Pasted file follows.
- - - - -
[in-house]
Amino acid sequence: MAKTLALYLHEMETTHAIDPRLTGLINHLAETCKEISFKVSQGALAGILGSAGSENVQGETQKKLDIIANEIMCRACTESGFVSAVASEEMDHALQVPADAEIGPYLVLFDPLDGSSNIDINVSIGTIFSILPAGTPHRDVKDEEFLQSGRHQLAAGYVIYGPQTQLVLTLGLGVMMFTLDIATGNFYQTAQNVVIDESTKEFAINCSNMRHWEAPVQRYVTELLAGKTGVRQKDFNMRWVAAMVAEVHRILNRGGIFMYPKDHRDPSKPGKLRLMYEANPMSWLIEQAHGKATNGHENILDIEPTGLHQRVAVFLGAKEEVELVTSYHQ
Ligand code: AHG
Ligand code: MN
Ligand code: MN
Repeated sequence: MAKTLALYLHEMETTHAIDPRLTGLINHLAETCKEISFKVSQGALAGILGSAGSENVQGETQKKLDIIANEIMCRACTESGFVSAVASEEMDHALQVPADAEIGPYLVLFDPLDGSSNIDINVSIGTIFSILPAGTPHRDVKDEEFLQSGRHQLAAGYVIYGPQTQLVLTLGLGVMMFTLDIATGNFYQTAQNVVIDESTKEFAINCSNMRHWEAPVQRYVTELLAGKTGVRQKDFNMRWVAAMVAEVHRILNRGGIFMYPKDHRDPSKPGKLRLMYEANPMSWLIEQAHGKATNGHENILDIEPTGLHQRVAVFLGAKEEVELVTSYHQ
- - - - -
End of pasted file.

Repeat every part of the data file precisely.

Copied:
[in-house]
Amino acid sequence: MAKTLALYLHEMETTHAIDPRLTGLINHLAETCKEISFKVSQGALAGILGSAGSENVQGETQKKLDIIANEIMCRACTESGFVSAVASEEMDHALQVPADAEIGPYLVLFDPLDGSSNIDINVSIGTIFSILPAGTPHRDVKDEEFLQSGRHQLAAGYVIYGPQTQLVLTLGLGVMMFTLDIATGNFYQTAQNVVIDESTKEFAINCSNMRHWEAPVQRYVTELLAGKTGVRQKDFNMRWVAAMVAEVHRILNRGGIFMYPKDHRDPSKPGKLRLMYEANPMSWLIEQAHGKATNGHENILDIEPTGLHQRVAVFLGAKEEVELVTSYHQ
Ligand code: AHG
Ligand code: MN
Ligand code: MN
Repeated sequence: MAKTLALYLHEMETTHAIDPRLTGLINHLAETCKEISFKVSQGALAGILGSAGSENVQGETQKKLDIIANEIMCRACTESGFVSAVASEEMDHALQVPADAEIGPYLVLFDPLDGSSNIDINVSIGTIFSILPAGTPHRDVKDEEFLQSGRHQLAAGYVIYGPQTQLVLTLGLGVMMFTLDIATGNFYQTAQNVVIDESTKEFAINCSNMRHWEAPVQRYVTELLAGKTGVRQKDFNMRWVAAMVAEVHRILNRGGIFMYPKDHRDPSKPGKLRLMYEANPMSWLIEQAHGKATNGHENILDIEPTGLHQRVAVFLGAKEEVELVTSYHQ